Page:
The Secret History of D.B. Cooper #1
Writer/Artist/Colors: Brian Churilla
Letters: Ed Brisson
Cover artists: Churilla (regular)/J.H. Williams III (variant)
Editor: James Lucas Jones
Publisher: Oni Press
Price: $3.99 US
It’s an interesting week in comics, with some high-profile debuts. Marvel’s capitalizing on the buzz leading up to its Avengers with the launch of yet another Avengers title, with an A-list creative team, and tongues are wagging over the stellar work writer Brian K. Vaughan and artist Fiona Staples have to offer in the first issue of Saga from Image Comics. I’m a bit concerned, though, this opening salvo in a new Oni Press project might fly under people’s radar, and if so, it’s a shame, because it’s a spectacular new comic stemming from a creator’s singular vision and effort. The Secret History of D.B. Cooper is wildly entertaining read. It’s goofy and grotesque, mysterious and manic. Writer/artist Brian Churilla uses a fascinating footnote in history as a launching pad for a surreal adventure full of international espionage and monster hunting, complete with a teddy-bear sidekick. The creator’s vision for this incarnation of D.B. Cooper strikes me as a cross between Parker (the hero of Richard Stark’s novels and Darwyn Cooke’s graphic novels) and Hellboy. Fans of such comics as The Goon, Chew and Butcher Baker will kick themselves if they miss out on this strong new entry in serial comics storytelling.
D.B. Cooper is known throughout the world as a mysterious and daring hijacker who potentially escaped from the law with hundreds of thousands of dollars in ill-gotten ransom. But it turns out he didn’t retire to a quiet corner of the country or spirit himself away to a tropical paradise. Instead, he was a government agent tasked with seemingly impossible missions — impossible not only in difficulty, but because they involve mountainous monsters in worlds that don’t (or shouldn’t) exist. As gruesome as his job is, though, Cooper is haunted by something far more personal and down to earth: the memory of a daughter he left behind.
Churilla’s art on D.B. Cooper is reminiscent of that from another Oni Press title with supernatural elements: The Sixth Gun. Churilla’s designs and action here are slightly more exaggerated and less realistic in tone than the work of artist Brian Hurtt. There are other elements in the visuals that remind of the styles of such other artists as Kelley (Batman: Unseen) Jones and Eric (The Goon) Powell. Churilla’s design for the title character is unlike the potential D.B. Cooper’s one might meet in retrospectives on the History Channel. This vision of Cooper is of a tall, strong, impossible-to-kill tough guy. He’s more of a scrapper than a spy, even though the plot would cast him in the latter role. His overall look reminds me so much of Cooke’s take on the afore-mentioned Parker from The Hunter and The Outfit, I can’t help but wonder if there’s a direct inspiration involved in Churilla’s choices.
I particularly enjoyed Churilla’s design for the ursine companion Cooper has during his journey on the twisted, alien landscape. the mix of cuteness with clear corruption is appealing and unsettling, and Churilla really makes the character pop with a darker, glowing color choice. His color work throughout the comic is solid. His use of dull, muted tones and darker, bolder ones add to the tension in the plot and drive home the bizarre, supernatural riffs that run throughout the book.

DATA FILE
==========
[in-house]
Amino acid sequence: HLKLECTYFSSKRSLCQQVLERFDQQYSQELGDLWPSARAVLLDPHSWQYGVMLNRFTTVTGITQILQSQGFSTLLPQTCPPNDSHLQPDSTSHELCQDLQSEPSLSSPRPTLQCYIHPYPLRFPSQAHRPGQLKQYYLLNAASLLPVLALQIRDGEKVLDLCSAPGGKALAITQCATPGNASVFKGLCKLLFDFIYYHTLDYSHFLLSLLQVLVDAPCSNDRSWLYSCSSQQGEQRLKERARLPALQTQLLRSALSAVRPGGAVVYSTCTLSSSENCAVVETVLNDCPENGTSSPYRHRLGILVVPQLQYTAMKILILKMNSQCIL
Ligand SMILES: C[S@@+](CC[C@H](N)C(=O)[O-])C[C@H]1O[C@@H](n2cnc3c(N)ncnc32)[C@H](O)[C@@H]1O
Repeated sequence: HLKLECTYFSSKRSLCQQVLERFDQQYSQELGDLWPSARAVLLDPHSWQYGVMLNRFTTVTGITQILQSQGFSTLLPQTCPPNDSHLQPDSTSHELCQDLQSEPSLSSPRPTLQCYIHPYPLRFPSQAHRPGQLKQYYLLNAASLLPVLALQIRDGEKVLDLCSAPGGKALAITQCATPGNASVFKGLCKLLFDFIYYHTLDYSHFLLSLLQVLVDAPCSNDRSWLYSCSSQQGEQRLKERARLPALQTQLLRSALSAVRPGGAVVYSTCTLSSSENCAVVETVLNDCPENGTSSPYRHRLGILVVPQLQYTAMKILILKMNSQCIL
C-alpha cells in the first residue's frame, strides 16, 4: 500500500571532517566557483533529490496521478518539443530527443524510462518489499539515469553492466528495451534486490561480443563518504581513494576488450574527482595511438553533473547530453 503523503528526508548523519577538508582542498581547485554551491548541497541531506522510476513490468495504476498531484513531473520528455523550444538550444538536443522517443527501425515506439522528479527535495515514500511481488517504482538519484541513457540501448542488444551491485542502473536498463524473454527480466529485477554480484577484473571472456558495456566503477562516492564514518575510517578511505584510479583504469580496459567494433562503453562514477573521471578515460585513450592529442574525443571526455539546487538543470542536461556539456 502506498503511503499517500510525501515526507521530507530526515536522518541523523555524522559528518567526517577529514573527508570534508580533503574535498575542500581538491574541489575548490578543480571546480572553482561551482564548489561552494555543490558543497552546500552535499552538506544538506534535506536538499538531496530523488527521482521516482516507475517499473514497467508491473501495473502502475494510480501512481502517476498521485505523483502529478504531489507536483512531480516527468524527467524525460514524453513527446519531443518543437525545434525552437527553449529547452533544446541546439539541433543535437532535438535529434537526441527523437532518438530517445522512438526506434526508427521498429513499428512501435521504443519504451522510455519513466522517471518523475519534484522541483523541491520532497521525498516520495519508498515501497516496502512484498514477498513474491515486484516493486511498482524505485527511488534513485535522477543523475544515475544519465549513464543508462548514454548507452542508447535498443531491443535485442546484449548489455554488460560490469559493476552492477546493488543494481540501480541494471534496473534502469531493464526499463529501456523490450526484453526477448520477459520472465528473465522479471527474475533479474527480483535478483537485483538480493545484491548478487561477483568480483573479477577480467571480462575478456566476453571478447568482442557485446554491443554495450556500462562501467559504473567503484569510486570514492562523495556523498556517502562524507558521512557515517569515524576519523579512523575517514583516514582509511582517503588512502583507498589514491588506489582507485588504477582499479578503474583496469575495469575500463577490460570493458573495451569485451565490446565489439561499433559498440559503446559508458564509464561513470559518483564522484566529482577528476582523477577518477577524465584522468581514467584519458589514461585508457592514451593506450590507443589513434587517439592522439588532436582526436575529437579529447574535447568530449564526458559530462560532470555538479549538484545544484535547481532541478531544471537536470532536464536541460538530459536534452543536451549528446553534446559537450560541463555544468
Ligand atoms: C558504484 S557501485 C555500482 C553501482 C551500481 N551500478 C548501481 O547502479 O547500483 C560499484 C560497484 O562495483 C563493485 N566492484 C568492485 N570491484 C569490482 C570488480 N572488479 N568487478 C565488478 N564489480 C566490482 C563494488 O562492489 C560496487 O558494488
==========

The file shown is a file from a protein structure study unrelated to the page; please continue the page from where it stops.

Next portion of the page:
Though he’s dabbled in writing before, Churilla’s been best known as a comic artist, but with D.B. Cooper, he demonstrates he’s no slouching when it comes to plotting and scripting either. The writer/artist has clearly constructed a complex world of intrigue and the supernatural as the foundation for this ongoing series, and he’s woven those story elements onto a tapestry of real history. Don’t get me wrong… he hardly goes through the actual details of the D.B. Cooper case here. Rather than building on the facts, he builds on the legend. He transforms the mythic status of the D.B. Cooper story by adding elements that are literally mythic in nature.
The plot in this first issue raises a lot of questions. Churilla immerses the title character in mystery. We don’t know why he’s monster-killing on a surreal psyche-scape. We don’t know how it’s connected to a Soviet bureaucrat. We don’t know what the teddy bear is about. We don’t know why Cooper hijacked the plane or what became of the cash. We really don’t know much of anything, but the way Churilla presents his story, the mysteries are part of the fun. There’s a clear sense of a plan, that the writer/artist is headed somewhere with these characters with a purpose. And despite the darker and weirder elements in the premise (or perhaps because of them), there’s a playfulness to the writing that adds a lot of character to the concept. This is a tremendous new series, and it serves as another example of Oni’s quiet but consistent effort to expand its reputation as a publisher of fine graphic novels to one that’s also building a strong stable of ongoing titles. 9/10
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